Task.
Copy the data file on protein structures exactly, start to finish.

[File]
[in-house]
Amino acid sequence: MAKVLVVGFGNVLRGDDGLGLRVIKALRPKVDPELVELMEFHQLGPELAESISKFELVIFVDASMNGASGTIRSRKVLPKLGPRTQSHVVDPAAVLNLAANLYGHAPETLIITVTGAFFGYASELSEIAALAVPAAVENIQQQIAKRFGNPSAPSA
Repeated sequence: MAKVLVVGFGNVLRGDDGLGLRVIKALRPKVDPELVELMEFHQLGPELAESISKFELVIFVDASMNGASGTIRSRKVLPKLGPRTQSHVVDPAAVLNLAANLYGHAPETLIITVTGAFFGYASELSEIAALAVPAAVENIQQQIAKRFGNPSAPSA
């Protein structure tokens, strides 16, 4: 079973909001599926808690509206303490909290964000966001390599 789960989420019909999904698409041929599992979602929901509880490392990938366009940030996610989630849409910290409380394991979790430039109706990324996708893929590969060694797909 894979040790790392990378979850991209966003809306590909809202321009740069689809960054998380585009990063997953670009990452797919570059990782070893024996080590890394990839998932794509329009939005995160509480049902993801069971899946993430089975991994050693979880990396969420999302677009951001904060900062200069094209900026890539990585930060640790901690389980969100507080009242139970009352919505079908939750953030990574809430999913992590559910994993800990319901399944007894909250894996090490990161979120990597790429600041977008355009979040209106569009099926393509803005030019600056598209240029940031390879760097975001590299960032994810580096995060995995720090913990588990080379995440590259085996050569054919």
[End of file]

[in-house]
Amino acid sequence: MAKVLVVGFGNVLRGDDGLGLRVIKALRPKVDPELVELMEFHQLGPELAESISKFELVIFVDASMNGASGTIRSRKVLPKLGPRTQSHVVDPAAVLNLAANLYGHAPETLIITVTGAFFGYASELSEIAALAVPAAVENIQQQIAKRFGNPSAPSA
Repeated sequence: MAKVLVVGFGNVLRGDDGLGLRVIKALRPKVDPELVELMEFHQLGPELAESISKFELVIFVDASMNGASGTIRSRKVLPKLGPRTQSHVVDPAAVLNLAANLYGHAPETLIITVTGAFFGYASELSEIAALAVPAAVENIQQQIAKRFGNPSAPSA
């Protein structure tokens, strides 16, 4: 079973909001599926808690509206303490909290964000966001390599 789960989420019909999904698409041929599992979602929901509880490392990938366009940030996610989630849409910290409380394991979790430039109706990324996708893929590969060694797909 894979040790790392990378979850991209966003809306590909809202321009740069689809960054998380585009990063997953670009990452797919570059990782070893024996080590890394990839998932794509329009939005995160509480049902993801069971899946993430089975991994050693979880990396969420999302677009951001904060900062200069094209900026890539990585930060640790901690389980969100507080009242139970009352919505079908939750953030990574809430999913992590559910994993800990319901399944007894909250894996090490990161979120990597790429600041977008355009979040209106569009099926393509803005030019600056598209240029940031390879760097975001590299960032994810580096995060995995720090913990588990080379995440590259085996050569054919």